Competition Bureau statement regarding Chartwell and Health Care REIT's acquisition of Maestro Retirement Residences

OTTAWA, April 11, 2012 — This statement summarizes the approach taken by the Competition Bureau in its review of the acquisition by Chartwell Seniors Housing REIT (Chartwell) and Health Care REIT Inc. (HC) of the Maestro Retirement Residences Portofolio from the Maestro Retirement Residences Funds (Maestro)Footnote 1, as announced on February 15, 2012.

On April 10, 2012, the Bureau issued a No Action Letter (NAL) to Chartwell and HC indicating that the Commissioner of Competition (Commissioner) does not, at this time, intend to make an application under section 92 of the Competition Act in respect of the proposed acquisitionFootnote 2. The Bureau focussed its review on the types of retirement residences to be acquired and the local nature of competition among retirement residences. The Bureau found that, owing to the differences in services offered by the retirement residences and demand considerations, Independent Supportive Living programs (ISL) and Assisted Living programs (AL) are separate product markets. However, complicating the assessment, the Bureau recognised that many retirement residences offer both types of programs and that there was likely a degree of supply side substitutability between the two programs that could counter a post-merger exercice of market power.

Background

In late 2011, Chartwell and HC entered into an agreement with Maestro to acquire a number of retirement residences from Maestro in Alberta, British Columbia, Ontario, and Quebec. Chartwell and Maestro operate retirement residences in Canada while HC operates retirement residences in the U.S. but not in Canada.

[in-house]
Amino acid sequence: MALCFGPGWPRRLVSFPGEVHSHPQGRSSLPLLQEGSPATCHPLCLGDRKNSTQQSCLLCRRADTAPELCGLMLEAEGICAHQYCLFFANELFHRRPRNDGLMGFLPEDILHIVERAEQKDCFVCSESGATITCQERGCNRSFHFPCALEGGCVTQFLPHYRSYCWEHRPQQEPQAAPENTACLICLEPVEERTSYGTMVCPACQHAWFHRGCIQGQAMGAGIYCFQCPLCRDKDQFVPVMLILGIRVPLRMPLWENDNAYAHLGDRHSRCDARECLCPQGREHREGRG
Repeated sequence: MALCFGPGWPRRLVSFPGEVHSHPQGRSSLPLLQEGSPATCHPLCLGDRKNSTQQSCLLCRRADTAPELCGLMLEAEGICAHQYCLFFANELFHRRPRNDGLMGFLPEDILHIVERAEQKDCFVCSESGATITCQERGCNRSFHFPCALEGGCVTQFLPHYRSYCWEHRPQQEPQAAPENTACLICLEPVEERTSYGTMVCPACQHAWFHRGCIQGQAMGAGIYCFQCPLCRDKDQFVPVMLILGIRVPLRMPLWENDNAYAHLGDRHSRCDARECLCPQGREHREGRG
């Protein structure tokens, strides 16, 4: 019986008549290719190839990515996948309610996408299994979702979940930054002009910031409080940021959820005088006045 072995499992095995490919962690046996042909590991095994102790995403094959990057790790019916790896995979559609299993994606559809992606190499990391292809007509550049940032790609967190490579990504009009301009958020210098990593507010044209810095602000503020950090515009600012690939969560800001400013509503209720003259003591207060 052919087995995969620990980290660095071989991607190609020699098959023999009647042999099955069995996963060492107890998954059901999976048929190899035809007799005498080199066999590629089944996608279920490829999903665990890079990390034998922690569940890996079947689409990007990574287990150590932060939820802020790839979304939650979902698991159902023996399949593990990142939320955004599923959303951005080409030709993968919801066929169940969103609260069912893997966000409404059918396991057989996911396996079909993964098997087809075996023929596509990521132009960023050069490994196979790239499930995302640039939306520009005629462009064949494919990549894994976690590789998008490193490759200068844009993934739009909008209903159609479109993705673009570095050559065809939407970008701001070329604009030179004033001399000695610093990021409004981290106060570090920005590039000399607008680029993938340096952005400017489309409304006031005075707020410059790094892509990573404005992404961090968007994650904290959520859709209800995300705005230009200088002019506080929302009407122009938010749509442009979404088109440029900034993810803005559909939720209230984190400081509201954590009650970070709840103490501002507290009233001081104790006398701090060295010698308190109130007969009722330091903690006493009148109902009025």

The level of care provided by ISL programs can range from providing just a few minor additional services over and above a place to live, to assistance with meals, homemaking and personal care. The services provided at the lower end of the range target the most autonomous category of seniors and often provide à la carte services for an extra fee. Their amenities are comparable to a condominium (e.g., games rooms, sitting rooms, exercise rooms and, in some cases, chapels, and "wellness" clinics). At the higher end of the range, ISL programs offer meals and housekeeping as part of a total package, and provide some basic care and assistance to residents. ISL residents typically receive 24-hour emergency response, social programs, housekeeping, laundry and transportation.

In contrast, AL programs provide tenants with a more comprehensive package, including services such as assistance with daily living activities, housekeeping and more specialized care programs like administering medication, rehabilitation, and memory care services to residents. Tenants requiring AL services typically do not view ISL programs as effective substitutes.